MONTREAL — Evidence at the rape trial of Gilbert Rozon concluded Thursday as the former entertainment mogul once again denied under cross-examination that he ever assaulted the complainant.
"It didn't happen," he said. "I didn't assault her, in any way."
Upon leaving the courtroom, a journalist called out to Rozon, asking if he was innocent. "Absolutely," he responded.
Rozon, 65, is charged with rape and indecent assault for acts allegedly committed in 1980 in St-Sauveur, Que. The wording of the charges is based on what was in the Criminal Code at the time.
The complainant testified Tuesday that she and Rozon had gone out to a club together, and he sexually assaulted her after driving her to a house in the ski resort town north of Montreal.
In his testimony, the founder of the Just for Laughs comedy festival told the prosecutor that the woman's version of events doesn't make sense.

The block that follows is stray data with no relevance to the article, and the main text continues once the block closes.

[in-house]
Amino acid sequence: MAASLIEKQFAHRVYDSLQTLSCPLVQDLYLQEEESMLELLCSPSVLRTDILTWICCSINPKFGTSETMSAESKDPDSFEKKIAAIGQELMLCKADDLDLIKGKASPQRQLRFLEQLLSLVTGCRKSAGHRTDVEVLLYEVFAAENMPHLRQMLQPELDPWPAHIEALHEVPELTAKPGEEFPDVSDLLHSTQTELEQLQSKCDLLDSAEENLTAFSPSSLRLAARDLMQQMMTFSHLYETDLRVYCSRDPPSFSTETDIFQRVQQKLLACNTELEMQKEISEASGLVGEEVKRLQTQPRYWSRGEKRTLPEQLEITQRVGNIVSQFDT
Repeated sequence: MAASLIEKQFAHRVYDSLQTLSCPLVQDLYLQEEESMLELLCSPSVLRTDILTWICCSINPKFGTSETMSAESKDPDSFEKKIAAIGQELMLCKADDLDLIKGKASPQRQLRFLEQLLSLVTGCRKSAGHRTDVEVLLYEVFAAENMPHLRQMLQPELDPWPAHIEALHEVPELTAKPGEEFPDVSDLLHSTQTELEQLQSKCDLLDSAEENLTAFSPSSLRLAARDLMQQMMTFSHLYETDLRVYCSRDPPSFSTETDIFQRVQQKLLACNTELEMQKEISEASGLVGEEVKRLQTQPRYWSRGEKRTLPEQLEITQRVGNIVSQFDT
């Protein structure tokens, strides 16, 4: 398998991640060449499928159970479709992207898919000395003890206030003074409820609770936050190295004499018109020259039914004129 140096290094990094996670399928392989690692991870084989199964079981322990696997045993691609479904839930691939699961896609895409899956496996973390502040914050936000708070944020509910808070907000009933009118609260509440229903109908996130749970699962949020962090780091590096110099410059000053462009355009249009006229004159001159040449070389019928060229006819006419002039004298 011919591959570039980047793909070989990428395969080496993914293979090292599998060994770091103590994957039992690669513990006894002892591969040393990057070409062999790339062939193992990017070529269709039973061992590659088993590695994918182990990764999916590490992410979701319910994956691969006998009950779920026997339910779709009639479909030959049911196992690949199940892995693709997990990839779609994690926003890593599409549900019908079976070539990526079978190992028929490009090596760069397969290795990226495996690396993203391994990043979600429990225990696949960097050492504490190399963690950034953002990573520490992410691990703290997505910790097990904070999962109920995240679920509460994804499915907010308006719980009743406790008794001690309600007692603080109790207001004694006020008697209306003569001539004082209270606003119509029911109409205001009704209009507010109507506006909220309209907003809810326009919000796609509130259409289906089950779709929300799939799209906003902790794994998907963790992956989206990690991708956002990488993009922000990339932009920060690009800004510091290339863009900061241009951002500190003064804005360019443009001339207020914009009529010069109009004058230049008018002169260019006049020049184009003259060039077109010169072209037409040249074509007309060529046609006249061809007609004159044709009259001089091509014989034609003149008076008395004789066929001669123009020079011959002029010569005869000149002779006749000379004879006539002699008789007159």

"If I were an assailant, she would certainly not have slept at my place and removed her dress," he said under questioning from Crown prosecutor Bruno Menard.
The Crown and defence have completed presenting evidence, and Quebec court Judge Melanie Hebert said she will hear closing arguments on Nov. 6.
The trial heard from only three witnesses, including the defendant and the complainant, who presented completely opposite versions of the events on the night in question.
The woman, whose identity is protected by a court order, testified that Rozon aggressively tried to have sex with her after a night out, and only relented after she fought him off. But the morning after, she said, she woke to find him on top of her and that he raped her.
She repeated several times during her testimony that she did not consent to the encounter.
Rozon, on the other hand, testified that it was the young woman who got into bed with him, and he woke up to her straddling him.
He said he remembers thinking the woman's behaviour was "bizarre" because she had rejected his advances the night before, but he went along with the sexual encounter.
He also denied other parts of her testimony, including that he'd told her he needed to go to his secretary's house in the middle of the night, or that he'd suggested "necking" in the car.
This report by The Canadian Press was first published Oct. 15, 2020.
Stephanie Marin, The Canadian Press